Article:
(1) Ageratum houstonianum,(2) Antirrhinum majus,(3) Begonia semperflorens, (4) Borago officinalis, (5) Calendula officinalis, (6) Dianthus × barbatus, (7) Fuchsia hybrida, (8) Pelargonium peltatum, (9) Petunia × hybrida, (10) Tagetes erecta, (11) Tropaeolum majus, (12) Viola × wittrockiana.
The antioxidant power of flowers resulted significantly higher than that of common leafy vegetables. Except for the low levels analysed in startflowers (only 0.05 mmol FeSO4/100g), the antioxidant power ranged from 3.6 of calendulas to 70.4 of tagetes.
Researchers explained that "it is due to their high anthocyanin content, at least for what concerns highly pigmented flowers (red or blue)."
In addition, a panel test was carried out to assess the palatability of the various flowers, which showed a high biodiversity of sensory profiles and therefore a greater appreciation for Trapaeolum majus, Ageratum houstonianum and Viola × wittrockiana.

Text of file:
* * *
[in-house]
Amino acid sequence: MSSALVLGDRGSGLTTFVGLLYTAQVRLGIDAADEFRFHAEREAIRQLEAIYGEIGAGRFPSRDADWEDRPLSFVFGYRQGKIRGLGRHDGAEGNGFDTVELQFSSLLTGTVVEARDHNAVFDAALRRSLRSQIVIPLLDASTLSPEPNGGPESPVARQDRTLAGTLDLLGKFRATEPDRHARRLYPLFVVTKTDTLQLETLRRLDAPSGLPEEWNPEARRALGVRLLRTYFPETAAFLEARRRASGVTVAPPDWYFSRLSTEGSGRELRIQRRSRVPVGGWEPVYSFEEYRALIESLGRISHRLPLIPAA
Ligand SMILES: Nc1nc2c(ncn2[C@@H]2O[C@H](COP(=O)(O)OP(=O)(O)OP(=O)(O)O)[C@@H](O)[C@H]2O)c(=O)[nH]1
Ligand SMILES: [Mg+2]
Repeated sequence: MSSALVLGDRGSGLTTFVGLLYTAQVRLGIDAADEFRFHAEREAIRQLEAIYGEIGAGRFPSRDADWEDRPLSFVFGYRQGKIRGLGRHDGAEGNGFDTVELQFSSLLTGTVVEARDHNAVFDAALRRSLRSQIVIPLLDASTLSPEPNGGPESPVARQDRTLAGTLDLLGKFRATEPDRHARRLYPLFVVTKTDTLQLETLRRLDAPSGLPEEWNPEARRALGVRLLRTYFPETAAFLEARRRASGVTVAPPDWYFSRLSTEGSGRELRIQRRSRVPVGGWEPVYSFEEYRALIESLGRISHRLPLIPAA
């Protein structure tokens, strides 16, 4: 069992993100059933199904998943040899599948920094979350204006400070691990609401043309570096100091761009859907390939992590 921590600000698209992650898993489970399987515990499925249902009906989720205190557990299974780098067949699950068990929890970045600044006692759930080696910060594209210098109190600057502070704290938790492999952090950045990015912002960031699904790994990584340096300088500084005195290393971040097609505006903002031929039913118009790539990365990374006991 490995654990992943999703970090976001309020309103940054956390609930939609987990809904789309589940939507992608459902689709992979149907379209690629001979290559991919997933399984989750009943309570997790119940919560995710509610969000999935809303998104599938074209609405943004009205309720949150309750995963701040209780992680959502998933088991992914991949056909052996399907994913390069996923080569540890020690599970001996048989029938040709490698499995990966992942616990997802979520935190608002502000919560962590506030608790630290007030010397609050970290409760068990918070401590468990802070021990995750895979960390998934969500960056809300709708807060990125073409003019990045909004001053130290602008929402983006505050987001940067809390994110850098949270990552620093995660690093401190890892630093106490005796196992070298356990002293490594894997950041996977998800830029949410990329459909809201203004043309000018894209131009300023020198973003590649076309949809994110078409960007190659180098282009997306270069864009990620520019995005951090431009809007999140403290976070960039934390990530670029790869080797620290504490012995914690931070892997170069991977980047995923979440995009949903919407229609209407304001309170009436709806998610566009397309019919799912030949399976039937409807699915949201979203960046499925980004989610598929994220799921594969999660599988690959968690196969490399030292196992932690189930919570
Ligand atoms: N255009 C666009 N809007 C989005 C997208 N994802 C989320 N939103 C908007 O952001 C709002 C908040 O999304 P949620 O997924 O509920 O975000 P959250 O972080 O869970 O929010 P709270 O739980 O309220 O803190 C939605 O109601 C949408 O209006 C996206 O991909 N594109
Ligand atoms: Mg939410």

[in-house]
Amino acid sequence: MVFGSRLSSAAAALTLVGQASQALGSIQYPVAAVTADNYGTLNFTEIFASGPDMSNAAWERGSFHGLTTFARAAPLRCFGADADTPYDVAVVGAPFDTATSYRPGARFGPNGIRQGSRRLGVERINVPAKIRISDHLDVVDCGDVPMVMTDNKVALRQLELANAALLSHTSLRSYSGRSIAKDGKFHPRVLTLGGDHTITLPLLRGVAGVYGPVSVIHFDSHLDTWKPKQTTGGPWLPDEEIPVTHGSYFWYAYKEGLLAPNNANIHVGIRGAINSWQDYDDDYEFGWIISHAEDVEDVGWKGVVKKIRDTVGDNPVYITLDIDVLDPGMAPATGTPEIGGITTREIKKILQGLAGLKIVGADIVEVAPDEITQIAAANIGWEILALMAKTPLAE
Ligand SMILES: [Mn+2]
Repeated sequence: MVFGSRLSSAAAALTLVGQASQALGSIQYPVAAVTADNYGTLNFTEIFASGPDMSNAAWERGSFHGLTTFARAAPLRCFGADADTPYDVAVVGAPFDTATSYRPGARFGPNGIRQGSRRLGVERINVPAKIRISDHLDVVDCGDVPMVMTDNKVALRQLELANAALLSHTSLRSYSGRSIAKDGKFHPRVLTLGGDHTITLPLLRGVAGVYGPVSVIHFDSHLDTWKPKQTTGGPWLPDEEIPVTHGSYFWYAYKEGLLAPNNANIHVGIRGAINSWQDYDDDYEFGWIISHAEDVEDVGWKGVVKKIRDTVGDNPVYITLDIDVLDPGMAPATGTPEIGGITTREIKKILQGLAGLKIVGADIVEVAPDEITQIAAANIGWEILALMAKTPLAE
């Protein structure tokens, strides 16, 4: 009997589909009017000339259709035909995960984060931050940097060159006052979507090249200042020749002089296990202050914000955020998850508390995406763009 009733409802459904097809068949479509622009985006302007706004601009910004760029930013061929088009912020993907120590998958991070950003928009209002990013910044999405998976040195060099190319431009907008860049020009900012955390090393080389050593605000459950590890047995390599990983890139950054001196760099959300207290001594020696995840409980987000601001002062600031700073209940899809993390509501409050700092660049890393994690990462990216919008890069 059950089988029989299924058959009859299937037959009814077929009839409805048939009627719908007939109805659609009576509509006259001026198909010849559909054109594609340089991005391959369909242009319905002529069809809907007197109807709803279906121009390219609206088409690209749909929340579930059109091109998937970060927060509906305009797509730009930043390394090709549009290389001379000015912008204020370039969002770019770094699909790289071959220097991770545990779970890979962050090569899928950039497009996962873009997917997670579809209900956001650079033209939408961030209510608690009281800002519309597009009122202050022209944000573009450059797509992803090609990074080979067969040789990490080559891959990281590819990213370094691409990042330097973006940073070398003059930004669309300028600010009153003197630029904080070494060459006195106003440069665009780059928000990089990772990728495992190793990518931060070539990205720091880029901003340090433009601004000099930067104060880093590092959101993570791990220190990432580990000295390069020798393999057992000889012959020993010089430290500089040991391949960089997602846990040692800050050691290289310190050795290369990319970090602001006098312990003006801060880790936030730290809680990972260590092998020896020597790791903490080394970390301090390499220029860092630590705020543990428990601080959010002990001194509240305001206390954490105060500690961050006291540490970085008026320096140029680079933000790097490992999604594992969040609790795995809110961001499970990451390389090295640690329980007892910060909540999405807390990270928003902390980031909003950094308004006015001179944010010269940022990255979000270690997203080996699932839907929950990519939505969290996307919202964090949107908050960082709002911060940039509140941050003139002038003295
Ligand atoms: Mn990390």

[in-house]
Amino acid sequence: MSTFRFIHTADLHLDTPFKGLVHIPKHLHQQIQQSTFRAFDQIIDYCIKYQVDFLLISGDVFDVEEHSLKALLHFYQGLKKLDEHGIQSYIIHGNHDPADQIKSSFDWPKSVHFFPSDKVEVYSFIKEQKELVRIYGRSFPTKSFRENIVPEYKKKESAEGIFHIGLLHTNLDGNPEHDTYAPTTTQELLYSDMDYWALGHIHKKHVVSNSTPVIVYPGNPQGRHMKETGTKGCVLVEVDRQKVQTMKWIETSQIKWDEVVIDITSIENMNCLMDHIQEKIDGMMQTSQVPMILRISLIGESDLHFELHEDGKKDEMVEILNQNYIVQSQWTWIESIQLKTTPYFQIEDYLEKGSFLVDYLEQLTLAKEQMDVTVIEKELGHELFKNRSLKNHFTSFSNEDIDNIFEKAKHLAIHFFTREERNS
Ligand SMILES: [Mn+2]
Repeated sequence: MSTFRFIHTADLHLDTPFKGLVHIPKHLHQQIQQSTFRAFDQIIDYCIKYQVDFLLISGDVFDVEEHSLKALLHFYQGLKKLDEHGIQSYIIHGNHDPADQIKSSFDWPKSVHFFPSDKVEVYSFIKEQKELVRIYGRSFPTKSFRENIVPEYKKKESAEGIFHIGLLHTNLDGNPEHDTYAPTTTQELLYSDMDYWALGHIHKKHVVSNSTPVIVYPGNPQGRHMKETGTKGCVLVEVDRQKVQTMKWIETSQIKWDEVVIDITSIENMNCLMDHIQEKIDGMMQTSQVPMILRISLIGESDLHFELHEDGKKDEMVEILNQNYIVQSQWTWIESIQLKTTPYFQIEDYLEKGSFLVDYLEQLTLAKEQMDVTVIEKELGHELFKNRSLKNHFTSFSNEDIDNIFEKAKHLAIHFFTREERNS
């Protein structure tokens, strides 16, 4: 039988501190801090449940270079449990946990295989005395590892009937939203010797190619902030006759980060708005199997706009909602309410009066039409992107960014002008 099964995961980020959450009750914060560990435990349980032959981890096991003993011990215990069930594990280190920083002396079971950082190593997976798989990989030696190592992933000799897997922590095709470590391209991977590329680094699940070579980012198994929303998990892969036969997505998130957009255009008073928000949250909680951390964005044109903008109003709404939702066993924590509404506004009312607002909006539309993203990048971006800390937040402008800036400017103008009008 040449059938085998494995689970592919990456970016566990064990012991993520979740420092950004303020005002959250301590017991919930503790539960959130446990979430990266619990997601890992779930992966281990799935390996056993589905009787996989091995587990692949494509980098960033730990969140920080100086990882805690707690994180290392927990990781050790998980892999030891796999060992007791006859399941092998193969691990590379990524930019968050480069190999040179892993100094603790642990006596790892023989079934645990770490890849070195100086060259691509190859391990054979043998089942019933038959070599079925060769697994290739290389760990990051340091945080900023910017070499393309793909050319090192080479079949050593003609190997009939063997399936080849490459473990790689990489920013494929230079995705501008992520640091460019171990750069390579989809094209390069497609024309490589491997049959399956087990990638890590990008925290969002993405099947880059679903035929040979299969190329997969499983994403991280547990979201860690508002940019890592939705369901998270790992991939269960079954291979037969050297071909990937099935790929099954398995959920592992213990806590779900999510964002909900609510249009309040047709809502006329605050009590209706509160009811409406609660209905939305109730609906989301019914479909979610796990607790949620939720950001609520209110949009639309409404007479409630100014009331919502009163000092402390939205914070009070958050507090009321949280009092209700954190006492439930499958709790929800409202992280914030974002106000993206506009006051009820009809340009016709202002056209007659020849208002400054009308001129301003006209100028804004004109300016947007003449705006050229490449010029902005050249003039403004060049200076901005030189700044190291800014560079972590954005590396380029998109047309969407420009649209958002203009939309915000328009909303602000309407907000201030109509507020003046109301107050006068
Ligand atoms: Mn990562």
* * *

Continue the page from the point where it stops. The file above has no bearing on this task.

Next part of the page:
Panel test results.
The researchers concluded that the overlap between nutraceutical and organoleptic aspects showed that things are looking good for a potential new market of foods that are both tasty and healthy!
Source: Stefano Benvenuti, Elisa Bortolotti, Rita Maggini, 'Antioxidant power, anthocyanin content and organoleptic performance of edible flowers', 2016, Scientia Horticulturae, Vol. 199, pagg. 170–177.
Dipartimento di Agricoltura, Alimentazione e Ambiente dell'Università di Pisa